Xiaofei Xu, CNN
Summer is in full swing in Paris and the entrance square to the Louvre is busy with vendors selling water or Eiffel Tower souvenirs. Among them, US tourist Chris Walkley is enjoying his first visit to France, taking selfies with his girlfriend by the art museum’s glass pyramid.
“Paris definitely lived up to its reputation,” says Walkley, from Boston. “Food’s been great. Everyone’s been very hospitable.”
For Walkley, traveling to France has been a symbol of getting his life back to normal after two years of restrictions and disruptions caused by the pandemic. “I feel like things are back on track,” he adds with a smile.
For France, Walkley’s presence is a symbol of optimism.
He’s just one of the tens of thousands of Americans expected to visit Paris this summer, bringing a widespread sense of relief to a tourism industry battered by Covid and the sanctions-induced loss of the wealthy Russians who regularly flock to its hotspots.
North America is projected to be the biggest contributor to the Parisian tourism market this summer, according to the city’s government, with booking levels almost back to pre-pandemic 2019 levels.
“The Americans are doing the job,” said Frédéric Hocquard, Paris deputy mayor for tourism.
“Meaning that they are coming back en masse and with a lot of money to spend.”
Even outside of Paris, from north to south, tourist workers and government officials across France are chanting the same enthusiastic message — the Americans are back!
This was the front page headline of the Nice Matin, a prominent French Riviera newspaper, on July 6. “They are spending without counting after two years of restrictions,” it reported.
On average, American tourists, mostly visiting in groups, are each spending $402 (400 euros) per day in France, bringing the budget for a 10-day visit to a stunning $7,687, way ahead of any other foreign tourists, according to a report did by research company GfK for Visa.
The Americans are especially important this year for the south of France along the Mediterranean, whose beautiful coastlines have long been a paradise harboring many wealthy Russian vacationers.
The department of Alpes-Maritime, home to the sun-kissed likes of Nice and Cannes, was projected to lose $50.4 million in 2022 due to the absence of the Russian tourists who descended on towns like Saint-Jean-Cap-Ferrat, according to a report published by the area’s Chamber of Commerce and Industry in March as it evaluated the impact of war in Ukraine.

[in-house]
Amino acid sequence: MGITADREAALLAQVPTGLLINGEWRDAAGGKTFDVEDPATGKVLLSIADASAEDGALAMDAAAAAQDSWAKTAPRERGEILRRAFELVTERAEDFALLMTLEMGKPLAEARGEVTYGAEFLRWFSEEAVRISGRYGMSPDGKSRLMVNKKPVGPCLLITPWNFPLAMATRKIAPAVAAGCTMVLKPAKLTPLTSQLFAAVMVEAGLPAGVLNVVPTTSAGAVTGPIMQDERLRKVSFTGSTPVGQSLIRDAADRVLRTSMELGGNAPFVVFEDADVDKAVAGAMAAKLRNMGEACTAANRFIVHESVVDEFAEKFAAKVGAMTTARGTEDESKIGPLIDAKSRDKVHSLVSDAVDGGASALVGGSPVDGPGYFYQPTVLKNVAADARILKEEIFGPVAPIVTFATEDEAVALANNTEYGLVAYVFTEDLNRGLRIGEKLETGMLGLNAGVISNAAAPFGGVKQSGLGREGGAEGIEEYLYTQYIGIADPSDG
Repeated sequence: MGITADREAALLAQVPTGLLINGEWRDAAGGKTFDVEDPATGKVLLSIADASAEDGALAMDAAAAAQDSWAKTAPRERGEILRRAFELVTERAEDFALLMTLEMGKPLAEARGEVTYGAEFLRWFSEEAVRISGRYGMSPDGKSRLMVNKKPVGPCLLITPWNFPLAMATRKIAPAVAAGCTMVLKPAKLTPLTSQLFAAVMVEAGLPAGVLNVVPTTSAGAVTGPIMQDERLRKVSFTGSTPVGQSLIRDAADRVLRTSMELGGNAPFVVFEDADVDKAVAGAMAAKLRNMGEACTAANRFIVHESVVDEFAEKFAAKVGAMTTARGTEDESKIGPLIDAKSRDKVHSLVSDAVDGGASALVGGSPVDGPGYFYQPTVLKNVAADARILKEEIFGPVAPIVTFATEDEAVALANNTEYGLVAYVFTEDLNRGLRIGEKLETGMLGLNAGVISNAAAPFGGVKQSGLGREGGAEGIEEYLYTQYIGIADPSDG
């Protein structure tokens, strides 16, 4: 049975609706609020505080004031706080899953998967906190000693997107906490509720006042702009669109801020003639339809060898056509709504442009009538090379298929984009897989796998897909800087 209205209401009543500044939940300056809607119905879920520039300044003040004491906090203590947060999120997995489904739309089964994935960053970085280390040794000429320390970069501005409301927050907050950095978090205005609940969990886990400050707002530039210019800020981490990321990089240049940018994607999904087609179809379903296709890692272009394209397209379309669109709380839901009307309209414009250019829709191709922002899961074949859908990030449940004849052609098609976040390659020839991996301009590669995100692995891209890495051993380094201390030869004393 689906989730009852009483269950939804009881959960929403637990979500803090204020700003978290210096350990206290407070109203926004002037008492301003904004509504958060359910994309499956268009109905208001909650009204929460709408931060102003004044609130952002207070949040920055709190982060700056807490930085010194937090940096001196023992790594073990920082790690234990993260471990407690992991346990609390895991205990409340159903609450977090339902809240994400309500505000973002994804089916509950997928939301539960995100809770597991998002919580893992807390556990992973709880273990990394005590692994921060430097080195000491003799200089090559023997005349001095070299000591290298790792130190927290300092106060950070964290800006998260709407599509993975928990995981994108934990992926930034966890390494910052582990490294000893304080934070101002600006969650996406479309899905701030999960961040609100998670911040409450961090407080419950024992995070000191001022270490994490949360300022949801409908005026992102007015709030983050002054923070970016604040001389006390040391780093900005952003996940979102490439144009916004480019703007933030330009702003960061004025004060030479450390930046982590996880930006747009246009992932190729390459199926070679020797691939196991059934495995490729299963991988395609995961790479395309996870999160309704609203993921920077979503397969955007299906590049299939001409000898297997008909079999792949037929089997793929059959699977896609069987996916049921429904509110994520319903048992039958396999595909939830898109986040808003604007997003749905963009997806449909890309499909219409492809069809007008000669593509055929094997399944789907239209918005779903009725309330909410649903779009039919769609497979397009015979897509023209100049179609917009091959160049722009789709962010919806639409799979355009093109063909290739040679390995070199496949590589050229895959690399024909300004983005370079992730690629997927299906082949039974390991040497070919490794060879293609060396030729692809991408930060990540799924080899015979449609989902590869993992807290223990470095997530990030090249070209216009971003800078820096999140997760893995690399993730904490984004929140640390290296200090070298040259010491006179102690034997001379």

But those negative forecasts have failed to play out, the chamber of commerce said, acknowledging that “the summer season is looking quite good.”
The unexpected turnaround was confirmed by local officials and hotel owners on the ground in the French Riviera.
“It is true that there is less Russians for sure but they have been replaced by all the other people,” said Jean-François Dieterich, mayor of Saint-Jean-Cap-Ferrat.
The small town of fewer than 1,500 residents has six out of the 61 Russian-owned properties frozen by the French government, according to the French Finance Ministry.
“It was quite surprising because we felt that a lack of Russian clientele will have an impact on the hotel but finally it did not,” said Bruno Mercadal, manager of Hotel Royal-Riviera, a five-star venue in Saint-Jean-Cap-Ferrat.
Before the pandemic, Russian tourists represented 20% to 25% of the hotel’s customers during summer months, but this year all were gone due to sanctions imposed on Russia.
Mercadal recalled the chaos that erupted shortly after Russia invaded Ukraine — Russian guests staying at the hotel had to pay with cash because their credit cards became useless after their country was kicked out of the SWIFT international payment system.
Now, Americans are flocking to Mercadal’s hotel. Usually US visitors represent around the same share of clientele as Russians before the pandemic, but this year for June alone, the share of American guests jumped to 42%.
“This is quite incredible,” Mercadal said.
The war in Ukraine has also impacted exchange rates, driving down the value of the euro to its lowest levels against the dollar since 2002, meaning that traveling to Europe has become a lot cheaper for Americans.
“What’s going on this year was this travel revenge,” Mercadal said, referring to the phenomenon of people splurging on big trips as a way of making up for the Covid-enforced sequestrations of the past two years.
“It’s a good surprise and it compensates, largely, [for] the lack of Russian clientele,” he adds.
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